COP FULFILLS VOW TO HIS DOG


Writen by NICOLE GAUDIANO
Staff Writer,Times Herald Record
Friday, January 25, 2002





Port Authority Police Officer David Lim's last words to his partner on September 11th were: "You stay there. I'll be back for you."

After four months, Lim can finally say he fulfilled his vow. Workers at Ground Zero on Tuesday, September 22nd, recovered the remains of Sirius, a yellow Labrador retriever believed to be the only canine to die in the attack on the World Trade Center.

"I've been waiting to find him," Lim said Thursday. "I fulfilled my promise to him because I came back and I took him home." The remains of the bomb detection dog were found beneath the debris of Tower Two, in the Port Authority's basement kennel. Lim left Sirius there and went to help with the rescue effort, but didn't make it back, he became trapped himself, in Tower One, and wasn't pulled out until more than five hours later. Workers immediately called Lim to the scene Tuesday when they found Sirius.


They carried out the remains with full honors, complete with a prayer and a salute. "There was a flag over his bag and I carried him out with another officer, John Martin," Lim said. "Everyone saluted. All the machinery was stopped. The same thing that is done for police officers and firefighters. I thought it was very nice."

Lim, who was heralded for his rescue efforts that day, had placed Sirius in the kennel moments after the first plane hit Tower One. Then he rushed to help people down the staircase, shouting, "Down is good." A 20-year veteran of the towers, Lim had climbed to the 44th floor of Tower One when Tower Two was hit. When he heard the call to evacuate, he made his way to the fifth floor, where he stopped to help carry a woman.

"We got as far as the fourth floor and the building collapses on us," he said. "It was like an avalanche. We were just waiting there to die." Lim escaped to the sixth floor which eventually became the top of the rubble. He was finally rescued after 3 p.m. He had suffered a mild concussion, but no serious injuries.

The Port Authority has listed 37 of its police officers as missing or dead as a result of the attack. Lim believes that number should be 38. Sirius, who was 4 years old, searched commercial vehicles coming into the trade center. He had worked with Lim since March 2000 and helped clear the way for visits by such VIPs as President Bill Clinton, Minnesota Gov. Jesse Ventura, and Palestinian leader Yasser Arafat.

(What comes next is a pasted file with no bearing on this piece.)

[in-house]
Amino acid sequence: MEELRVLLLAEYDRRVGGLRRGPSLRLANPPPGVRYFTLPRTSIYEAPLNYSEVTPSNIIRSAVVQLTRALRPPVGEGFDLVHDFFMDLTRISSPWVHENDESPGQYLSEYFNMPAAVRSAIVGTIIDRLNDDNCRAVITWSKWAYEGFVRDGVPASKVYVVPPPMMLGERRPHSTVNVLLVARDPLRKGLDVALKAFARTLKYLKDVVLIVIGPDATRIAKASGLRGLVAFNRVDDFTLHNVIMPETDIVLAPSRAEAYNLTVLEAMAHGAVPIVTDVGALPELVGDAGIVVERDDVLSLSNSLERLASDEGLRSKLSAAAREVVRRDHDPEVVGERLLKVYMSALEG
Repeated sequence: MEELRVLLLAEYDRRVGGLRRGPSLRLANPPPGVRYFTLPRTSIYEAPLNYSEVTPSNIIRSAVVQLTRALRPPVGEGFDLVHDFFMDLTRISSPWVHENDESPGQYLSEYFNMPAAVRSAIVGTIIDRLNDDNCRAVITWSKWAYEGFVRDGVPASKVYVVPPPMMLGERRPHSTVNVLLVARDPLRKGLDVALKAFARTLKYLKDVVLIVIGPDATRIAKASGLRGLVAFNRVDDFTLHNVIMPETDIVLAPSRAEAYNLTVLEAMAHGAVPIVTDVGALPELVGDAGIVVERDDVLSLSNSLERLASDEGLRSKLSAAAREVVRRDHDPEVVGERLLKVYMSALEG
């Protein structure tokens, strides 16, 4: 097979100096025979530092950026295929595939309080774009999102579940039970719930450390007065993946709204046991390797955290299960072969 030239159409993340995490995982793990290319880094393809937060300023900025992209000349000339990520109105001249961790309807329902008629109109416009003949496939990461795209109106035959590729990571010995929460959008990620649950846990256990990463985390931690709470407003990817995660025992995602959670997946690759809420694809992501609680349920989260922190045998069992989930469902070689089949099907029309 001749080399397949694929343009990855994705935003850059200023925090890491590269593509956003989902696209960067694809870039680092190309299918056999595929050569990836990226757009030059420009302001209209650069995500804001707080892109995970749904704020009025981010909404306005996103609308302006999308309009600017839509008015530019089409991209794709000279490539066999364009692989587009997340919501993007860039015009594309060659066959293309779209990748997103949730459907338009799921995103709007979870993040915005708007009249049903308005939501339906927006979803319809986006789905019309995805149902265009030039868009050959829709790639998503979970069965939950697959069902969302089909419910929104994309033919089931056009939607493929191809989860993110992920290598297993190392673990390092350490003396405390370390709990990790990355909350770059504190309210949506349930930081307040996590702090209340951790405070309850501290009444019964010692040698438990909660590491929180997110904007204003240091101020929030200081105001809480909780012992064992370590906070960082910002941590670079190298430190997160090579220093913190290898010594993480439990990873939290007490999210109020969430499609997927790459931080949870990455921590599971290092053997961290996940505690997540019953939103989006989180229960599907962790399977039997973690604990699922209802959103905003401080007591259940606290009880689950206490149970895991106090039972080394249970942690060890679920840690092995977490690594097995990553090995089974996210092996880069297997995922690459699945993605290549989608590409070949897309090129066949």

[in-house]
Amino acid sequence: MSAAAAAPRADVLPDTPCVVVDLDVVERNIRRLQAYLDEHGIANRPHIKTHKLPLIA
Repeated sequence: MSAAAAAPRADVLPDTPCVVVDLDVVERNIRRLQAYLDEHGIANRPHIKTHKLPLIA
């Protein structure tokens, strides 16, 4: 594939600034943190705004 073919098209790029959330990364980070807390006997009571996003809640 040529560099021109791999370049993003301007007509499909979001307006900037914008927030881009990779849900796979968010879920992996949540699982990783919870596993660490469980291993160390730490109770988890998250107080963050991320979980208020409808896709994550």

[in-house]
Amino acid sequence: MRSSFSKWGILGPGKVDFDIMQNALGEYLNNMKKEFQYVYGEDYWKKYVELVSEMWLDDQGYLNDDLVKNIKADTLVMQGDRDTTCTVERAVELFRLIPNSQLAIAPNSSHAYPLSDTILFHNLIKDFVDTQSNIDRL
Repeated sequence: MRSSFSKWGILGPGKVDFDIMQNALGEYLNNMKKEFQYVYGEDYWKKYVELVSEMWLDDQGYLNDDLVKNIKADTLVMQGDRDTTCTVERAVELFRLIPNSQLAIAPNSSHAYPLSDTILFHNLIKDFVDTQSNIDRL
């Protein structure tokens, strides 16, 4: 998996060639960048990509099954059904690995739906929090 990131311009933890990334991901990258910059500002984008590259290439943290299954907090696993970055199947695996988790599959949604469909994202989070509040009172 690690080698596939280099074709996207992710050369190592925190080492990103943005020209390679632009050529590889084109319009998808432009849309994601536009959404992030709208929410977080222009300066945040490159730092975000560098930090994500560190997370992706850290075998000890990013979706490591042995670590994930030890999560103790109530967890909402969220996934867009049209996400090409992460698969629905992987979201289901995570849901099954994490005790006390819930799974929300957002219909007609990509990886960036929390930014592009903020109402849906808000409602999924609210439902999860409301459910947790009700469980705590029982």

"He was my partner," Lim said. "We got really attached to him. I still step over the spot where he used to sleep in my room because I forget he's not there." Doctors would not allow Lim to search at Ground Zero because of the emotional toll it could have taken on him. But he has kept tabs on the rescue effort, checking in periodically to ask whether they had made it to the kennel area.

In the first few months, rescuers had to build a road over it to get to another area. When they found his jacket recently, Lim knew they were getting close. Lim was training his new dog, a black Lab named Sprig, when he got the call from Ground Zero on Tuesday. He found consolation in the fact that his partner died instantly. It appeared that the kennel collapsed.

Sirius' remains were cremated at the Hartsdale Pet Cemetery in Westchester County, N.Y. Lim collected the ashes Thursday and will keep them in an urn at home until April, when he plans to hold a memorial service. He hasn't yet determined where. "We expect hundreds of [police] dogs to come," he said. "It's going to be very big."


POLICE REMEMBER FAITHFUL
'PARTNER'



Times Herald Record
Thursday April 25,2002



NEW JERSEY- Scores of K-9 dogs and their police handlers paid tribute yesterday to Sirius, the only police dog to die in the Sept. 11 terrorist attacks.

Officers from around the country and their canine partners filed by a woden urn and a medal dedicated to Sirius during a ceremony in Jersey City that featured a 21 gun salute.

Officer David Lim broke down after Sirius' metal bowl, recovered from the wreckage, was presented to him.

"He can have this one day, I guess," said Lim, a Port Authority of New York and New Jersey officer. "He did his job well at the World Trade Center."

As Lim went to help evacuate the trade center when it was attacked Sept. 11, he expected to return for the dog he left behind in a basement kennel.

But the towers collapsed, and Lim was trapped in the debris for several hours. No one was able to save the 5-year-old yellow Labrador retriever.

Sirius's remains were found in January and removed, covered by an American flag.

"He would search hundreds of trucks at a time and would then look at me like, "One more?" Lim said yesterday at Liberty State Park. "They're wonderful partners, not just tools."



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